Fish is Fish
Leo Lionni ~ Pantheon, 1970
You'll notice in the next few weeks I will be hitting some more famous titles due to the fact that I've picked only paperbacks to bring down to Mexico for obvious space reasons. That said, who wasn't a fan of Mr. Lionni's if you were born in the 60s and 70s? I was obsessed with Alexander and the Wind-up Mouse as it both intrigued and spooked me, my favorite combo when it comes to books.
I'd never read Fish before until I bought it at a thrift shop last year. An unlikely friendship between a fish and a tadpole turns strange as the pollywog sprouts legs and becomes a frog, taking to the land. In curiosity and envy, the fish supposes he too can check out the world above and discovers what happens when we think our friends have it better than we do. Only when we go away from that which we take for granted, can we find that our love lies closer to heart than we think.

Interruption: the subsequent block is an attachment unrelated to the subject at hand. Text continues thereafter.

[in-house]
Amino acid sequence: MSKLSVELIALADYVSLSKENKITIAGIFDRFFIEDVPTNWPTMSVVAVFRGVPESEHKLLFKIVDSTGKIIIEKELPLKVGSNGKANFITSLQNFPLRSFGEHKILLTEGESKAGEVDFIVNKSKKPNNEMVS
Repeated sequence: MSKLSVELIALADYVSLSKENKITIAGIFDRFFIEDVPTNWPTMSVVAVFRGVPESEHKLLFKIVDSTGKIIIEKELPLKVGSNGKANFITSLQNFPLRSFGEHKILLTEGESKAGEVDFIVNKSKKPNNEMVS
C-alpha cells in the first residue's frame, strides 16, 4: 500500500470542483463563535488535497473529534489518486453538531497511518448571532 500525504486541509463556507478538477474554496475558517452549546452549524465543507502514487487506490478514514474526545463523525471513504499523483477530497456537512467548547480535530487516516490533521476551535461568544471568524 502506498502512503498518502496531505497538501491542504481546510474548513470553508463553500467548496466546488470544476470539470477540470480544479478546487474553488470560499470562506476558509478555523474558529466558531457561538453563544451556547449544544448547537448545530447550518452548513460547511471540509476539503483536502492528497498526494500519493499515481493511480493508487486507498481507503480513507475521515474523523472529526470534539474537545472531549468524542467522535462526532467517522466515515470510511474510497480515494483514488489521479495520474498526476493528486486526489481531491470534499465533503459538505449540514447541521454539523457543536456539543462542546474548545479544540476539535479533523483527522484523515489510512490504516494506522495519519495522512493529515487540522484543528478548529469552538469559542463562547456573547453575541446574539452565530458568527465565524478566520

The sunrays reached down within the weeds and gently shifted patches of luminous color. This world was surely the most beautiful of all worlds. He smiled at his friend the frog, who sat watching him from a lily leaf. "You were right," he said. "Fish is fish."
Lionni's imagery is often uncomplicated, yet he always tells a tale with deep philosophical meaning. Simple put, this dude was one hep cat. He published his autobiography, Between Worlds, a few years before he died. He was a true renaissance man and ran in some pretty heady art circles, so it's a fascinating read if you are so inclined.
Little Blue and Little Yellow
Tico and the Golden Wings
Alexander and the Windup Mouse